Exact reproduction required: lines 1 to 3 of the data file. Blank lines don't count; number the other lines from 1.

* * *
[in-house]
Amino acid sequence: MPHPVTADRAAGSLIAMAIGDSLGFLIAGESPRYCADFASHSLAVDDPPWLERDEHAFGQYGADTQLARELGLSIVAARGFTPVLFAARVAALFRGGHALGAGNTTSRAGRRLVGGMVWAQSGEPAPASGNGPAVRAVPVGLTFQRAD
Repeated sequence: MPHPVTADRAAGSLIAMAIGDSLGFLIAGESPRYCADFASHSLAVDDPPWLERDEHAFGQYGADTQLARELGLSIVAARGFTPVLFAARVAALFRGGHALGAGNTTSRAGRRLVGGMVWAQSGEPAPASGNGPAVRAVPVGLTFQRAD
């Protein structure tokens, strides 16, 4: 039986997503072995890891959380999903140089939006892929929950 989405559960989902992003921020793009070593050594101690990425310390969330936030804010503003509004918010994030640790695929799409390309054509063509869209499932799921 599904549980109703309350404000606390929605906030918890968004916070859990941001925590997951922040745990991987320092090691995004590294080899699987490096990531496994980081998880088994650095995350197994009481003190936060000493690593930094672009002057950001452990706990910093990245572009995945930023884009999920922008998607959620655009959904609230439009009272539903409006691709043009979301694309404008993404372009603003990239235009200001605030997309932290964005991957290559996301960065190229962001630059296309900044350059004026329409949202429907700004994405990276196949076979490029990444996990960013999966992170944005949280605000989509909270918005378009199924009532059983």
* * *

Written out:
[in-house]
Amino acid sequence: MPHPVTADRAAGSLIAMAIGDSLGFLIAGESPRYCADFASHSLAVDDPPWLERDEHAFGQYGADTQLARELGLSIVAARGFTPVLFAARVAALFRGGHALGAGNTTSRAGRRLVGGMVWAQSGEPAPASGNGPAVRAVPVGLTFQRAD
Repeated sequence: MPHPVTADRAAGSLIAMAIGDSLGFLIAGESPRYCADFASHSLAVDDPPWLERDEHAFGQYGADTQLARELGLSIVAARGFTPVLFAARVAALFRGGHALGAGNTTSRAGRRLVGGMVWAQSGEPAPASGNGPAVRAVPVGLTFQRAD